August 2011 data for the S&P/Case-Shiller Home Price Indices were released on Tuesday October 25th and we saw further weakening in condo prices in the California metro areas. The LA index reported a decline of 0.7% in condo prices in August versus July, and the San Francisco index fell by 0.2%. The Boston index fell by 0.3% in August; but this is after having been up a cumulative 6.1% over the prior three months; whereas the California markets were down each of the same prior months.
These price declines are occurring at the end of the spring/summer period for seasonal demand; and the data look worse over the prior 12 months. In addition to August’s decline, condo prices in LA fell in 11 of the prior 12 reported months, leaving the index down 7.2% in August 2011 versus August 2010 and hitting a crisis low in August 2011. San Francisco’s condo market saw monthly declines in 10 of those months and is down 9.0% versus August 2010, which is the second worst annual rate of the five markets covered by our indices; Chicago is down 9.6%.
The chart below compares the index levels for the five condo markets covered by the indices, rebased to 1995 = 100. The blue and red lines represent Los Angeles and San Francisco, respectively. The year-long declining trend continued for these two markets in August. On average these market prices are back to their mid-2003 levels.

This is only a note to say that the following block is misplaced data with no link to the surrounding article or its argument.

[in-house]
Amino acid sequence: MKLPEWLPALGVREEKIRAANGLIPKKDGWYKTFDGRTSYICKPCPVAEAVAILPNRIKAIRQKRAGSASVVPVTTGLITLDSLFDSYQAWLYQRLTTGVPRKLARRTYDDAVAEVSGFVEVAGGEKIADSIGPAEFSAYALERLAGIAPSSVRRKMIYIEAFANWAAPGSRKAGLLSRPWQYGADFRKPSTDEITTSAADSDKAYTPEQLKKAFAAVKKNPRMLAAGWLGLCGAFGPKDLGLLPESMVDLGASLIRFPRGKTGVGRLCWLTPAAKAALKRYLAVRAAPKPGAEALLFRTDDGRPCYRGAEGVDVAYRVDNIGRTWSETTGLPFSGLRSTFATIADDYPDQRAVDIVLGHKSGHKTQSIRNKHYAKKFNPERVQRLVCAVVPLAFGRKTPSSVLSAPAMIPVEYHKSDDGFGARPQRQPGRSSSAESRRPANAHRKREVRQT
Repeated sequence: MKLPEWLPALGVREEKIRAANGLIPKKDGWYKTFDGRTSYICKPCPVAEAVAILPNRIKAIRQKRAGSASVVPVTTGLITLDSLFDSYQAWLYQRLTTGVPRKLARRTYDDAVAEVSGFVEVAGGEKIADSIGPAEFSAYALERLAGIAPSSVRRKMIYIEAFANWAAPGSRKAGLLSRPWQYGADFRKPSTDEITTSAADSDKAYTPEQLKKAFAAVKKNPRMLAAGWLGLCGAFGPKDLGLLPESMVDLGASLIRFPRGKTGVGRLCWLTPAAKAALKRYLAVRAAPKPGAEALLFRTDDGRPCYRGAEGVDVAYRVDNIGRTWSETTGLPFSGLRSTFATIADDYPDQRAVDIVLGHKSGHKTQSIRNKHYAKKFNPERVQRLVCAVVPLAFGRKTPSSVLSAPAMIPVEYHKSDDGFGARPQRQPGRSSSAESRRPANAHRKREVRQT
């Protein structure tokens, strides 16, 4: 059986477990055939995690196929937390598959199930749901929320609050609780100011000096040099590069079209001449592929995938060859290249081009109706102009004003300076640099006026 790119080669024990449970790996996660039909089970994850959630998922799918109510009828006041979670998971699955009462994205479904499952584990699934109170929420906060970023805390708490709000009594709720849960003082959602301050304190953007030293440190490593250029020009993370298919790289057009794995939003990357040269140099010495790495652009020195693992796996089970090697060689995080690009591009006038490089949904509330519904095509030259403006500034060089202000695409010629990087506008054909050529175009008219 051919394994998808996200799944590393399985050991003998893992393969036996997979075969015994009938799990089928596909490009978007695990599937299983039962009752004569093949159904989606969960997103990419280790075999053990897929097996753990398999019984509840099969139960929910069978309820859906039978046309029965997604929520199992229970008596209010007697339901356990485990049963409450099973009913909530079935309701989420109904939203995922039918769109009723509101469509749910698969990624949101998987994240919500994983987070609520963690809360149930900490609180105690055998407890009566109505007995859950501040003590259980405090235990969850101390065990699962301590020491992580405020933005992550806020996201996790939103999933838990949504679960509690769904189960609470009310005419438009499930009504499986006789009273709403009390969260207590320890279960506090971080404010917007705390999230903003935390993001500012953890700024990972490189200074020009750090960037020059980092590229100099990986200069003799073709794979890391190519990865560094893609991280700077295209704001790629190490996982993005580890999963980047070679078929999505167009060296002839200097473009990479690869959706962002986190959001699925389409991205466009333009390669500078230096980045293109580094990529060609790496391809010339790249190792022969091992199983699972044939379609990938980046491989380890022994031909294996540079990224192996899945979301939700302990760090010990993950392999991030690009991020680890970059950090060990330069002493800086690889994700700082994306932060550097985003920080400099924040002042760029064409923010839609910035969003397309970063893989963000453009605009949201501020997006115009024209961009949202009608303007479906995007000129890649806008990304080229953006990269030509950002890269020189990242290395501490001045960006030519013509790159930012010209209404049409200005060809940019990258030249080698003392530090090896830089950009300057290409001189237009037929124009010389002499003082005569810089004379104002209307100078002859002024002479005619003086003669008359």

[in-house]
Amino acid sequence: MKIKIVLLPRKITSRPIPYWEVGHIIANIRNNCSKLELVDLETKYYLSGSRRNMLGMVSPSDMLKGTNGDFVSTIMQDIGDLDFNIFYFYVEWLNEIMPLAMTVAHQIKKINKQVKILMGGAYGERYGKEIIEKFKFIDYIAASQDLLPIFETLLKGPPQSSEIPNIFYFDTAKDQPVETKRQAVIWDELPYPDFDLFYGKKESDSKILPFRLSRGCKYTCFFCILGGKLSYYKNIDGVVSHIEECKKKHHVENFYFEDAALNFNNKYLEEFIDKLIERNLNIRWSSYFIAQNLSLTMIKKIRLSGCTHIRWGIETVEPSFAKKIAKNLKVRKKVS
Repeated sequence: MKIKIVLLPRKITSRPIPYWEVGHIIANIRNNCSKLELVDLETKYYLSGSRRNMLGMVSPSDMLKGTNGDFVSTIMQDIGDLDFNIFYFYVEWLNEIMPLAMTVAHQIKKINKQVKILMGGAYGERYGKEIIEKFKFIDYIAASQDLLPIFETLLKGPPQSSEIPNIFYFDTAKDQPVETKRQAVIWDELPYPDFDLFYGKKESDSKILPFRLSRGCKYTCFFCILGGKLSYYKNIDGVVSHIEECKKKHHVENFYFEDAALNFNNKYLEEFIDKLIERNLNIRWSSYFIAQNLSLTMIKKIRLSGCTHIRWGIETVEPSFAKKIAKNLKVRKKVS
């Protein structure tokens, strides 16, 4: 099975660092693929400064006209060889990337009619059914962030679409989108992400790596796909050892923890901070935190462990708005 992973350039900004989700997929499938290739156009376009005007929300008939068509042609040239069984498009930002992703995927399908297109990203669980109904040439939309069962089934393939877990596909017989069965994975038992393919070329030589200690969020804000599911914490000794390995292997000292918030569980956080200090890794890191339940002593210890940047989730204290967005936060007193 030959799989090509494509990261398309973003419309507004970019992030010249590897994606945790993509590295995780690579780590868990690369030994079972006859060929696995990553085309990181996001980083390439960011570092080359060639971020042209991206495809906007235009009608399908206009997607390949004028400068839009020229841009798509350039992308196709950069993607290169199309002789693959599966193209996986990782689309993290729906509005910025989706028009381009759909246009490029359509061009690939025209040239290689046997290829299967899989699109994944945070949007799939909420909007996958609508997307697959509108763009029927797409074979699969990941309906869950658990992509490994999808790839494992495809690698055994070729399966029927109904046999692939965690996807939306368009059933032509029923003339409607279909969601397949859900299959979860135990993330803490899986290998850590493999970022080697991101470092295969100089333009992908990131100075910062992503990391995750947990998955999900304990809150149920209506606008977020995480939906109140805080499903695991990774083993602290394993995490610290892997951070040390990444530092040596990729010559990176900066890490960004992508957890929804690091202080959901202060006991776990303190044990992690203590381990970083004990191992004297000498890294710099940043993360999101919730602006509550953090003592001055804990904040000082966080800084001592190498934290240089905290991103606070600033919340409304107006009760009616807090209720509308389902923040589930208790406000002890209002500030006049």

California home and condo markets are relatively weak when compared to the other MSAs, as the table below highlights. California home prices and condo prices all fell in August. As discussed above, Boston’s market also saw declines but this was coming off of a healthy spring in that city. Chicago and New York saw relatively healthy increases in both markets over the month. In addition, New York condo prices were up 2.3% in August versus the same month in 2010.
The chart below illustrates the differences between New York and Los Angeles over the past 11 years. With an August level of 204.13, the New York condo market is the best relative performer coming out of the recent crisis. Condo prices are still up over 104% versus January 2000. Comparing the green and grey lines below, you can see that the New York condo market has been fairly stable over the past two years and has been on an upward trend since January 2011; whereas the Los Angeles market has weakened further. The LA condo market has fallen by 39.4% since its July 2006 peak; whereas the New York market has only fallen by 11.8% from its February 2006 peak. While peaking at different times in 2005-2007, Boston, Chicago and San Francisco have fallen by 11.5%, 28.2% and 33.0%, respectively; making Los Angeles and San Francisco the two markets with the highest declines from their relative peaks.